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During cold weather, ice effects on stage, groundwater levels, precipitation and water quality parameters at some stream-gaging stations and wells are likely. Data values reported on these pages may be significantly higher or lower than actual values. Adjustment of data for ice effects can only be done after detailed analysis. Users are encouraged to contact this office for more information on specific stream-gaging stations or wells.
LOCATION.--Lat 39°37'18.5", long 78°46'24.3", Allegany County, Hydrologic Unit 02070002, on left bank at downstream side of Wiley Ford Bridge, 2.0 mi south of Cumberland, 2.1 mi downstream from Wills Creek, and at mile 19.6. DRAINAGE AREA.--877 mi2. PERIOD OF RECORD.--May 1929 to current year. Gage-height records collected at various sites about 2.0 mi upstream from September 1901 to December 1932 and thereafter at present site, are contained in reports of the National Weather Service. REVISED RECORDS.--WSP 726: Drainage area. WSP 781: 1932(M). WDR WV-97-1: Drainage area. GAGE.--Water-stage recorder and crest-stage gage. Datum of gage is 584.57 ft above North American Vertical Datum of 1988. Prior to June 18, 1929, nonrecording gage at same site and gage datum. REMARKS.--Prior to July 1981 some regulation at low flow by Stony River Reservoir, 79 mi upstream from station. Low-flow regulation since December 1950 by Savage River Reservoir, 39 mi upstream from station (see station 01597500). Flow regulated by Jennings Randolph Lake, 43 mi upstream from station since July 1981. Prior to July 1957, small amount of inflow from industrial wastes and sewage from city of Cumberland from water diverted from Evitts Creek, mouth of which is downstream from station. Diversion to Chesapeake and Ohio Canal prior to 1935. National Weather Service gage-height telemeter at station. U.S. Army Corps of Engineers satellite data-collection platform at station. EXTREMES FOR PERIOD OF RECORD.--Maximum discharge, 88,200 ft3/s, Mar. 17, 1936, gage height, 29.10 ft; minimum discharge, 12.0 ft3/s, Sept. 22, 1932. EXTREMES OUTSIDE PERIOD OF RECORD.--Maximum stage known, 29.2 ft June 1, 1889, discharge, about 89,000 ft3/s. Flood of Mar. 29, 1924, reached a stage of 28.4 ft, discharge, about 82,000 ft3/s. COOPERATION.--Funding for the operation of this station is provided by the U.S. Army Corps of Engineers, and the U.S. Geological Survey.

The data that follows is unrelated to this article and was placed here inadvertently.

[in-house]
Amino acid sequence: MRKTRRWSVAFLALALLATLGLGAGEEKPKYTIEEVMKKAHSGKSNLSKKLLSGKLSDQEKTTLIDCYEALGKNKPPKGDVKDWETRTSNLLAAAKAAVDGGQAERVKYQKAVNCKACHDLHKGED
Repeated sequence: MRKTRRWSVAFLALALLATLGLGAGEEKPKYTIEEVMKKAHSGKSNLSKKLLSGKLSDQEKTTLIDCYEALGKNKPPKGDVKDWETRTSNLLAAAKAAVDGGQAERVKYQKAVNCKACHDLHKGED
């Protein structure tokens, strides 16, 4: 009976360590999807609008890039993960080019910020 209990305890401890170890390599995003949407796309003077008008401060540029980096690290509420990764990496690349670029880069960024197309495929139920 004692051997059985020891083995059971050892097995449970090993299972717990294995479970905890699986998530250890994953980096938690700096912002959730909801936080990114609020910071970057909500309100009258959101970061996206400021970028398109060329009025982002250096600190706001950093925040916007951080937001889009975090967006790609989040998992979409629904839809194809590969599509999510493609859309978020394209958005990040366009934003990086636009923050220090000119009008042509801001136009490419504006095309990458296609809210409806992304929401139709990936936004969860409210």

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Value Nov 22